At the height of the video arcade boom in the 80s, more than 10,000 individual arcade centers could be found in the US. These hubs of youth entertainment and favorite funnel for preteen pocket money generated nearly $8 billion in quarters alone in 1982. The sensation and allure of the relatively obsolescent video arcade still lives on today inside an exhibit at the Museum of the Moving Image in Queens, New York.
Preserving each game in its first edition, the exhibit titled Video Arcade , gathers 23 vintage game machines for the public to play. Pop culture touchstones like Frogger and Pac-Man are open for visitors to use alongside the more obscure but beloved additions, Galaxy Force II and Q*Bert. Visitors to the exhibit should come with a pocket of quarters for their gaming. The museum's gallery has conveniently set up token machines throughout the gallery space, so that gamers can enjoy the exhibit for as long as their store of $0.25 will allow.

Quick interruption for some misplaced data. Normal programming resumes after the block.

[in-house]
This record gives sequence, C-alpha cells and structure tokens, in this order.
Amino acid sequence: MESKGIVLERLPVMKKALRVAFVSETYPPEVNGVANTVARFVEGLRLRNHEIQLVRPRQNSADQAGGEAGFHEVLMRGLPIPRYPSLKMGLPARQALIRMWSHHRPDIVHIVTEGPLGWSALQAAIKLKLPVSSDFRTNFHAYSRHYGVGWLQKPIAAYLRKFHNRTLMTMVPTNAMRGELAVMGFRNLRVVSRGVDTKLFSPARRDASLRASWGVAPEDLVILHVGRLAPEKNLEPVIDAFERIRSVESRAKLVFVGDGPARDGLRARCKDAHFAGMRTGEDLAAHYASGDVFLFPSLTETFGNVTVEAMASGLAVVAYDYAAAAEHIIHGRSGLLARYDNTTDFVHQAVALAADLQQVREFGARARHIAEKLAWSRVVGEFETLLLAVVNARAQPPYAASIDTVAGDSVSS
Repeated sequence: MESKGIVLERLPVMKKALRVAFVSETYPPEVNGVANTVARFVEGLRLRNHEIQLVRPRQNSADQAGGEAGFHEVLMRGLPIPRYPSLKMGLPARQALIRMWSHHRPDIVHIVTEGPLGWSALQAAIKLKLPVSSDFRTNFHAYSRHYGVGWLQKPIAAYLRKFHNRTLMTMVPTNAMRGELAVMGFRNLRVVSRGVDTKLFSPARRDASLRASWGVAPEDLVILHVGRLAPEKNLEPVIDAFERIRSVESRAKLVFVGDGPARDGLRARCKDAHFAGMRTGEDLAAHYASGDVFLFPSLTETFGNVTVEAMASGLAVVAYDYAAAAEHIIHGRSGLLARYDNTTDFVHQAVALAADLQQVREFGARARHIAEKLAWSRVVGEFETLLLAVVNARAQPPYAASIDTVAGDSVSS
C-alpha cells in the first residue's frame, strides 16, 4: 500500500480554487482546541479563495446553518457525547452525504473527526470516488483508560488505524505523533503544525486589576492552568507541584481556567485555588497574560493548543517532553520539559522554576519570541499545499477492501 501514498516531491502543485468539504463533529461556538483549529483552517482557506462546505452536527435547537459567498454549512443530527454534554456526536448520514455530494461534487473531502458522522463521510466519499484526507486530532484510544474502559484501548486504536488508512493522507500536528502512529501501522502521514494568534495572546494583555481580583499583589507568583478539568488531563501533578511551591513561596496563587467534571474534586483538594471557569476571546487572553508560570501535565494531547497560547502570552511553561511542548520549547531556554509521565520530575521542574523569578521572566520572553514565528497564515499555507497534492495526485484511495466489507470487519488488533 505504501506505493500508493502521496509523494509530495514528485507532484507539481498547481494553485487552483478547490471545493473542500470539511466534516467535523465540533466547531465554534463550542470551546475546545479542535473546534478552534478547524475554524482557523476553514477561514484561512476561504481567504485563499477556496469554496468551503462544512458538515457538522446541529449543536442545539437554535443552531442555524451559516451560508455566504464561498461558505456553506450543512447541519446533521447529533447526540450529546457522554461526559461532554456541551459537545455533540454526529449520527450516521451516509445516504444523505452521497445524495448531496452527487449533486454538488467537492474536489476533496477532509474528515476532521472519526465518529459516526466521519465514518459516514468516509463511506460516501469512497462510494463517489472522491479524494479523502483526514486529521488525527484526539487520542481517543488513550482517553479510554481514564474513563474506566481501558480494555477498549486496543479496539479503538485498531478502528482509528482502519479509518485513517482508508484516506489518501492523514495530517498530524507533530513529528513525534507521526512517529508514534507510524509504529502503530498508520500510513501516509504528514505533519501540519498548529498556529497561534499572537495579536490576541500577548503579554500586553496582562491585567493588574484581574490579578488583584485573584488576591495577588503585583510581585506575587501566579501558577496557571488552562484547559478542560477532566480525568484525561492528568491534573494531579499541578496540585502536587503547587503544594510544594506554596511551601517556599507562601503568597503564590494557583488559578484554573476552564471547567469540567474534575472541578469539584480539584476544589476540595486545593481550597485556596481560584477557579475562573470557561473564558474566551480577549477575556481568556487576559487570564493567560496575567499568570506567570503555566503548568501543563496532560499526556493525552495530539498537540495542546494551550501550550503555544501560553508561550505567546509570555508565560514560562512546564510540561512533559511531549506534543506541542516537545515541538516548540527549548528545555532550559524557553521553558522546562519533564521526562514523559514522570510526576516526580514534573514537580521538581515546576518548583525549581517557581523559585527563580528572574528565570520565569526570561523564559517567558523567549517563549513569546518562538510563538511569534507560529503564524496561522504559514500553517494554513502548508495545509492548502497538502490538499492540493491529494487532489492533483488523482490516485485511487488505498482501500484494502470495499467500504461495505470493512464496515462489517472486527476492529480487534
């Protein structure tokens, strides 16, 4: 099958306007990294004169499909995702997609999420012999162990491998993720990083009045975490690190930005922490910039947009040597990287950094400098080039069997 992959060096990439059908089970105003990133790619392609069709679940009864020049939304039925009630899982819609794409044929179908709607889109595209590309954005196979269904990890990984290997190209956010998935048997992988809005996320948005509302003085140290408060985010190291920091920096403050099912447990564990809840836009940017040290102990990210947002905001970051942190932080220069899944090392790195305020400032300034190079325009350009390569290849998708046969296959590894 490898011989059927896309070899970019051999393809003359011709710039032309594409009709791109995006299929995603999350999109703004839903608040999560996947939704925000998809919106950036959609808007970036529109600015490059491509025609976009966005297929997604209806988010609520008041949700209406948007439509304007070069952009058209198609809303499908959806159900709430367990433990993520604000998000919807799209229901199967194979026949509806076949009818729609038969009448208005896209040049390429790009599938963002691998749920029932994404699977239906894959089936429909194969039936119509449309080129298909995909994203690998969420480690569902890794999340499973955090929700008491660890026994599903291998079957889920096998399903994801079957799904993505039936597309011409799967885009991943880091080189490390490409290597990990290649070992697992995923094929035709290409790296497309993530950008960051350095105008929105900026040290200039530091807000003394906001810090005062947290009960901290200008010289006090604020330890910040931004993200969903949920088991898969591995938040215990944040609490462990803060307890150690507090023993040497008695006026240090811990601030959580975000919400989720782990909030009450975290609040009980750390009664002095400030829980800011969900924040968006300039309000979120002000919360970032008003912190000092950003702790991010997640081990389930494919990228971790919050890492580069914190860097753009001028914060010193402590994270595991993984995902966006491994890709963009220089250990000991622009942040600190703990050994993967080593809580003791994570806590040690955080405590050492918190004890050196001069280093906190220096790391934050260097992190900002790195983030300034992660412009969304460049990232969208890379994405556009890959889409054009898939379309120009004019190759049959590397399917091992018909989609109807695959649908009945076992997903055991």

In a statement to Creators, the museum team shares how its conservator and independent game collector Jeff Anderson, mans the process of each console's restoration: "This process requires the replacement or repair of broken parts, and the replacements of the original monitor chassis, which even if currently functioning, are unstable and will inevitably fail because of their age."
The Museum of Moving Image, which highlights film, television, and digital media history, has been actively collecting video arcade games since the 80s, partly to create its first video arcade exhibit Hot Circuits in 1989. To this day, the museum's collection includes nearly 400 artifacts, trailing the initial success of the video gaming industry in the 70s to its current digitally-advanced reincarnation of today's video games.
The Museum of the Moving Image's exhibit Video Arcade will remain open to visitors until January 15, 2018. Find more information about the exhibit, here.